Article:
Ion flux as an alternative deposition rate parameter

Octiv VI Probe Application Note [OC01]



The external parameters which define plasma polymerization experiments (RF power and precursor flow rate) are unable to reproduce plasma polymer films by means of transfer between geometrically different reactors. This has been proven through the use of a geometrically varying parallel-plate electrode reactor. With constant RF power; ion flux and power coupling efficiency measurements demonstrate how variable plasma properties are. Manipulation of these parameters has been shown to be a more useful way of defining plasma polymerization processes.


In the decades since the 1960’s RF power, and flow rate or pressure, have been used as the external input parameters in plasma polymerization experiments. Despite having some benefits, this approach cannot forecast the effects it has on geometrically different reactors. This process’ ability to be installed in commercial applications has been damaged as a result. Ion flux has been shown to be a better parameter when trying to predict plasma polymerization processes.


It is possible to simulate low pressure RF plasma reactors with different geometries. This is achieved through the use of a capacitively coupled reactor with variable interelectrode distance. The experimental setup is displayed below.

Figure 1: Steel plasma reactor schematic

A rotary pump evacuates the chamber of air. Monomer flows into the chamber, at a rate controlled by a needle valve. The internal electrode is subject to an RF power of 13.56 MHz. Ion flux is measured by the Octiv Suite probe. The probe is positioned in series between the matching network and the RF electrode. A Quartz Crystal Microbalance (QCM), manufactured by Sycon Instruments, measures the deposition rate. It does this through the placement of a 6MHz gold crystal in the centre of the bottom electrode. Surface chemistry analysis was undertaken through the placement of silicon wafer substrates next to the QCM. QCM measurements were confirmed by the application of atomic force microscopy.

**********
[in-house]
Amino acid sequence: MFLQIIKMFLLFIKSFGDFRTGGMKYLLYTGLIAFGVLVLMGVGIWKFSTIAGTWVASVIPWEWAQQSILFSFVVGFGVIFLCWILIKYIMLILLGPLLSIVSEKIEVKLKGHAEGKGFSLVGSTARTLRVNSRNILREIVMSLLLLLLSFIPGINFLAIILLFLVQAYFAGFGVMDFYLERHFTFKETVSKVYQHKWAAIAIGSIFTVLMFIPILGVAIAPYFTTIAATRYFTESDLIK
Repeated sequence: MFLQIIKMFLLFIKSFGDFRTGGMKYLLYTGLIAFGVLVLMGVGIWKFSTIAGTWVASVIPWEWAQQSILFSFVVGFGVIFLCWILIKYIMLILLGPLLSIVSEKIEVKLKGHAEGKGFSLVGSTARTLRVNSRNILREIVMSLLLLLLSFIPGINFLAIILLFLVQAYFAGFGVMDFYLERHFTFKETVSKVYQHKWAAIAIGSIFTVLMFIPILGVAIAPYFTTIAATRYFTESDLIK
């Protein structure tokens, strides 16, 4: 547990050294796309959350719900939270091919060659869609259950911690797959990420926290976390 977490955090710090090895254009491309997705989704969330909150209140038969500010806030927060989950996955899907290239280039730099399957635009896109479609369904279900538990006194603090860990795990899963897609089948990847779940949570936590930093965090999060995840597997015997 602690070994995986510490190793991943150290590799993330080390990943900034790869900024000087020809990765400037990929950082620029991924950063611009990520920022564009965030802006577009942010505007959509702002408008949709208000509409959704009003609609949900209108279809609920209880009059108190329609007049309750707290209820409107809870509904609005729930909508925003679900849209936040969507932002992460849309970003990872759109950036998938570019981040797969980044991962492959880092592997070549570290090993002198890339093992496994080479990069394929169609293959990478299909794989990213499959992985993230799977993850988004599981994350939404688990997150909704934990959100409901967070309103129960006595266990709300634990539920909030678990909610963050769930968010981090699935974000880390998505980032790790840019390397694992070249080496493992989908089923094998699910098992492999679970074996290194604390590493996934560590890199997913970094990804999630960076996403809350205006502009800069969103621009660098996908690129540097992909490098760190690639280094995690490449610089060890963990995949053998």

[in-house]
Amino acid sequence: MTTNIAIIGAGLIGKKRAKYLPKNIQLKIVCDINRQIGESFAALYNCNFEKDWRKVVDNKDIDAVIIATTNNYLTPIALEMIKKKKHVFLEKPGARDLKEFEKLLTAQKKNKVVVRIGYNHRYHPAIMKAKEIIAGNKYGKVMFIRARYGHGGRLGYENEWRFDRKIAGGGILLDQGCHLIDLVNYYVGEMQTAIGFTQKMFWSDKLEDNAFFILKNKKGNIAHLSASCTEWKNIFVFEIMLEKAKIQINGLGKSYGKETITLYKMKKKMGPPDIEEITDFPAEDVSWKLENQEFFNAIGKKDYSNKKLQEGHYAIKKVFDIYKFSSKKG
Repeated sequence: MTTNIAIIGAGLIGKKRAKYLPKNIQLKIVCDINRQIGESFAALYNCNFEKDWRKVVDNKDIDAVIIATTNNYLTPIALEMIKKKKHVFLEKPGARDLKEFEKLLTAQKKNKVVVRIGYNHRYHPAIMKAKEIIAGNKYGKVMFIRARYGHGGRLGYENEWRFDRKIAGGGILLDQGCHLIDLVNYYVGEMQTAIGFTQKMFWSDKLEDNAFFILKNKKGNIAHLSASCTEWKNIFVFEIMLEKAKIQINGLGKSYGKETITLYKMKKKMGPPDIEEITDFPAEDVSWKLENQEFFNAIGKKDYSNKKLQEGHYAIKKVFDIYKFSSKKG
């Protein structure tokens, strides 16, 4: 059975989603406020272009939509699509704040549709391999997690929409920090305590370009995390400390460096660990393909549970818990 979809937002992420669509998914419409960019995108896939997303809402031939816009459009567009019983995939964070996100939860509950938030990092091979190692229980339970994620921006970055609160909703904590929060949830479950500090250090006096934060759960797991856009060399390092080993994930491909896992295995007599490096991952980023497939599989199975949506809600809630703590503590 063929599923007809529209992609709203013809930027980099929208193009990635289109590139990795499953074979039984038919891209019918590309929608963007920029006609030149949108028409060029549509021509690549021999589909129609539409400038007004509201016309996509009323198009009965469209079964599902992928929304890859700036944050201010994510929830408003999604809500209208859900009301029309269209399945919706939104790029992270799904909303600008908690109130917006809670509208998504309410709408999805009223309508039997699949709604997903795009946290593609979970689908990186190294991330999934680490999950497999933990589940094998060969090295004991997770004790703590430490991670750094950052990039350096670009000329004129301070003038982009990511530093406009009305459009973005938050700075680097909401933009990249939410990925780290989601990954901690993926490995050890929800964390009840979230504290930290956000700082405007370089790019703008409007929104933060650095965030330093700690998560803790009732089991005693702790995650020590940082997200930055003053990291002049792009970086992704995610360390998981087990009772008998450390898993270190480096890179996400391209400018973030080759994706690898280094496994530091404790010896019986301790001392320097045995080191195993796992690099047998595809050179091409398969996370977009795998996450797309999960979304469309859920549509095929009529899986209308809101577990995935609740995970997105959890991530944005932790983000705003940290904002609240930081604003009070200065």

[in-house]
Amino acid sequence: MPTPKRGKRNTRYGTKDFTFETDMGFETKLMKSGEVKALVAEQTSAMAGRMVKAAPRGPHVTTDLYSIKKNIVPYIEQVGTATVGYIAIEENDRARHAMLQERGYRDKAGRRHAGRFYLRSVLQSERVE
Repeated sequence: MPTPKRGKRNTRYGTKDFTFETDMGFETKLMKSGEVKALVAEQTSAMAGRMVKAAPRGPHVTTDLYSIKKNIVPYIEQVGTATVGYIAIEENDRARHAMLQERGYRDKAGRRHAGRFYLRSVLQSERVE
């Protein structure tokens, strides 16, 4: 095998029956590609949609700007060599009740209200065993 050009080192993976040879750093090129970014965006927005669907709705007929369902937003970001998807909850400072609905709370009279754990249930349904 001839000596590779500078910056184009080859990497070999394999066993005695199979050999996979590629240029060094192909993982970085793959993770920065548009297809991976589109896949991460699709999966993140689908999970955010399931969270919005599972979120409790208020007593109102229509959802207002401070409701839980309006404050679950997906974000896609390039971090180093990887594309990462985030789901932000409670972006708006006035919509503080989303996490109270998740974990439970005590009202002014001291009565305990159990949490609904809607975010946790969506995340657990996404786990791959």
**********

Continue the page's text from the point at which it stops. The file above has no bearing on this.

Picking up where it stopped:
A SPECS SAGE spectrometer was used to record the XPS spectra. A binding energy range of 0-1000 eV was set to survey the spectrum and identify the elements within. Chemical binding states were determined by recording high resolution spectra. Taking into account surface charging, it is necessary to reference these binding states to the aliphatic C1s carbon peak.

Results and Findings:

The experimental procedure has shown that, for certain materials, deposition rates increase when separation is decreased at a constant RF power. The figure below shows the deposition rate of 1-propanol and propionic acid plasma. The closed symbols represent the deposition rate at constant RF power with the open symbols representing the deposition rate at constant ion flux. The trends displayed by 1-propanol and propionic acid are very similar to the ones shown by allyl alcohols. As a result this makes them unlikely to be subject to radical propagation.

Figure 2: Deposition rate vs. electrode separation at constant RF power (5 W) and constant ion flux (7.5 x 1017 ions m-2 s-1)